ODA Students Prime for the Primary

ODA Students Prime for the Primary

Chloe Ruppert, Staff Writer

This past Tuesday, “Super Tuesday,” Florida, along with Illinois, North Carolina, and Missouri had their Democratic and Republican presidential primary races.

The primary elections occur before the general election. The purpose of the primary elections is for contenders to gain support from delegates to earn the nomination to represent their party in the general election.

Democrat and Republican candidates have to win a different number of delegates. Republicans need 1,237 delegates to win the majority, and Democrats need 2,383 for their majority. Florida, in particular is a very important state for these candidates to win. This is because Florida has a large population, which means we have a lot of delegates.There are 99 Republican delegates, and 214 Democratic delegates.

The results of the Primary in Florida were as following:


  • Clinton: 64.5%
  • Sanders: 33.3%


  • Trump: 45.8%
  • Rubio: 27.0%
  • Cruz: 17.1%
  • Kasich: 6.8%

Trump won the republican primary and Clinton won the democratic primary.

This win for Trump gives him a total of 621 delegates, supplying him with half of the required amount to win the nomination. Cruz, is behind Trump with 168 delegates. On the Democrat side, Clinton has 1,147 pledged delegates, and Sanders has 830.

After the Florida results were released, Marco Rubio, a Florida Senator announced that he will be suspending his campaign.

Some in the ODA community were able to participate in political decisions for the first time ever. Many seniors were able to vote.

“I registered as a Republican, and since Florida is a closed primary, I could only vote for a Republican. I was glad I could vote against Trump,” says senior Ben Martin.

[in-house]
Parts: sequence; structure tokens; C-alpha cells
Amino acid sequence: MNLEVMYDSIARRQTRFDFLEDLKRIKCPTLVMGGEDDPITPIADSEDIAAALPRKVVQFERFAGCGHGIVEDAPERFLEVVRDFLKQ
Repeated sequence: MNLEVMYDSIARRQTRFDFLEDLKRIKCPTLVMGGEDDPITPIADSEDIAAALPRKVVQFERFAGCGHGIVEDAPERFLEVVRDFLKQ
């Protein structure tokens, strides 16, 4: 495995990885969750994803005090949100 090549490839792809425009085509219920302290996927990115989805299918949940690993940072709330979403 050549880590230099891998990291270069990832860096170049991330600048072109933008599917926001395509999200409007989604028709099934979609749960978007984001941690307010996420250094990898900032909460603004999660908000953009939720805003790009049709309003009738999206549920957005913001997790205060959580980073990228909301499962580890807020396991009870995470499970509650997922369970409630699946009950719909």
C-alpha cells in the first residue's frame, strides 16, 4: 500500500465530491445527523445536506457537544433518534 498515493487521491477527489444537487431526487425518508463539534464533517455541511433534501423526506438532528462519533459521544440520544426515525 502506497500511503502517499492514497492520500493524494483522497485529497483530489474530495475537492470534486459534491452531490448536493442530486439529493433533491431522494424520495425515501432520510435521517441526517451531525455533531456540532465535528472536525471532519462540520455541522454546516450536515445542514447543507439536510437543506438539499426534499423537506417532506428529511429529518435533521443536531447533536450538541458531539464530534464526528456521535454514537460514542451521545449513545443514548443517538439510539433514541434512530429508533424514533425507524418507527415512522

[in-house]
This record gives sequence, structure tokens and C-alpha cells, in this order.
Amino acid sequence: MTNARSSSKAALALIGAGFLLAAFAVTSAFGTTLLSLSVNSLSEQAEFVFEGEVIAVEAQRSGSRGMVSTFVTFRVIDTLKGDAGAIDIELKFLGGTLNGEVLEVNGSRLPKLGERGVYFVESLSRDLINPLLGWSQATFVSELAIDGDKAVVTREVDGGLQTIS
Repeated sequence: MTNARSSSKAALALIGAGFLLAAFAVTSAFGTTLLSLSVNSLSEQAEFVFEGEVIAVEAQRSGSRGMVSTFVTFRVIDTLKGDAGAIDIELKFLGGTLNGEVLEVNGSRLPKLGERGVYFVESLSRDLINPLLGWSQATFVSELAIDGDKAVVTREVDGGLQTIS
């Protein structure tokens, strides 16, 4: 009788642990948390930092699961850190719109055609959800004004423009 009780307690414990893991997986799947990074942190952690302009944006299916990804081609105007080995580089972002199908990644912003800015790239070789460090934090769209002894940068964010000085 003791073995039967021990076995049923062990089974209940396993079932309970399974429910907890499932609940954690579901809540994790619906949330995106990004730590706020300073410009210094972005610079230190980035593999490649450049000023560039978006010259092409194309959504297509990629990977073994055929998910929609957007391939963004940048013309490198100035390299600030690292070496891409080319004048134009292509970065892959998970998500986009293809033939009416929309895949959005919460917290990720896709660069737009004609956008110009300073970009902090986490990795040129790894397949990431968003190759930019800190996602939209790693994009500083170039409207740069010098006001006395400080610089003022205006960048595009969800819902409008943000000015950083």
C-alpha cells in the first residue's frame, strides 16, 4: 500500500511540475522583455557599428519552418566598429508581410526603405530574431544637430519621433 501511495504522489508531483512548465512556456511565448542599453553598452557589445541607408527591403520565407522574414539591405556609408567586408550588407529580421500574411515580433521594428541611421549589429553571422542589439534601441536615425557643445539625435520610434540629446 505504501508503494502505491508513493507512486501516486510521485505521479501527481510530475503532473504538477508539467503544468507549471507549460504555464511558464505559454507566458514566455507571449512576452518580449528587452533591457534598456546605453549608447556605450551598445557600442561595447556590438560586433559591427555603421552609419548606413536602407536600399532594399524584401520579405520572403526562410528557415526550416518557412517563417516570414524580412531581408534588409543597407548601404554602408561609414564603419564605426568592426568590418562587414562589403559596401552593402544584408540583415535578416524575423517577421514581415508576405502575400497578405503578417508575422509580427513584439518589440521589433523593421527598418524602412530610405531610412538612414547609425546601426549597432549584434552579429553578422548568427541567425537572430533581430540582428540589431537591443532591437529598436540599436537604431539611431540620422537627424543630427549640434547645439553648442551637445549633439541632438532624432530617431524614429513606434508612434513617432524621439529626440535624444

“I’m happy I got to vote because it was a chance for me to make my say politically for the first time. I felt more involved in current events and politics, and was just a fun first sense of empowerment as an American citizen,” adds on senior Joey Coco.

In addition to the seniors that could vote in the Primaries, some juniors will be eligible to vote in the general election.

“It’s cool that I’ll be able to vote because it makes me feel like I make a difference in society,” says junior Savannah Alario.

However, some juniors missed the cutoff by close margins.

“It’s just so frustrating that I’m missing the cut off by like two weeks. I make an effort to educate myself in politics and I feel like I should have a chance to have a say in who will be the next president,” says junior McCabe Ballance.

“I wish I could vote because I understand politics and I’ve formed an opinion, and it’s frustrating that I can’t vote. Meanwhile some of my friends who know nothing about politics can vote,” explains junior Sasha Brun-Wibaux.

Whether you can vote in November or not, staying informed about what is going on in politics this year is important. Because of the unusual candidates, 2016 will be one of the most memorable elections in United States history.